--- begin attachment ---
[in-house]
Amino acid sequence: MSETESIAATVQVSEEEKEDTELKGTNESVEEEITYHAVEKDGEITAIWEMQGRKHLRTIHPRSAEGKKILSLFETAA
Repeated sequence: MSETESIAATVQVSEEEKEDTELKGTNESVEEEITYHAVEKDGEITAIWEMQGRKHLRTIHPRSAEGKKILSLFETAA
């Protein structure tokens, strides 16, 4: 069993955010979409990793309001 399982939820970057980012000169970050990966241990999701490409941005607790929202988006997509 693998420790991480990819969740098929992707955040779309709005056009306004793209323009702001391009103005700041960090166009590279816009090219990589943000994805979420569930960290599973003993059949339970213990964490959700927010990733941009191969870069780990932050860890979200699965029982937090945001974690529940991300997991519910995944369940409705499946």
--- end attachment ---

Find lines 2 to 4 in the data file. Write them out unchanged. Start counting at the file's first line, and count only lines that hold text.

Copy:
Amino acid sequence: MSETESIAATVQVSEEEKEDTELKGTNESVEEEITYHAVEKDGEITAIWEMQGRKHLRTIHPRSAEGKKILSLFETAA
Repeated sequence: MSETESIAATVQVSEEEKEDTELKGTNESVEEEITYHAVEKDGEITAIWEMQGRKHLRTIHPRSAEGKKILSLFETAA
């Protein structure tokens, strides 16, 4: 069993955010979409990793309001 399982939820970057980012000169970050990966241990999701490409941005607790929202988006997509 693998420790991480990819969740098929992707955040779309709005056009306004793209323009702001391009103005700041960090166009590279816009090219990589943000994805979420569930960290599973003993059949339970213990964490959700927010990733941009191969870069780990932050860890979200699965029982937090945001974690529940991300997991519910995944369940409705499946």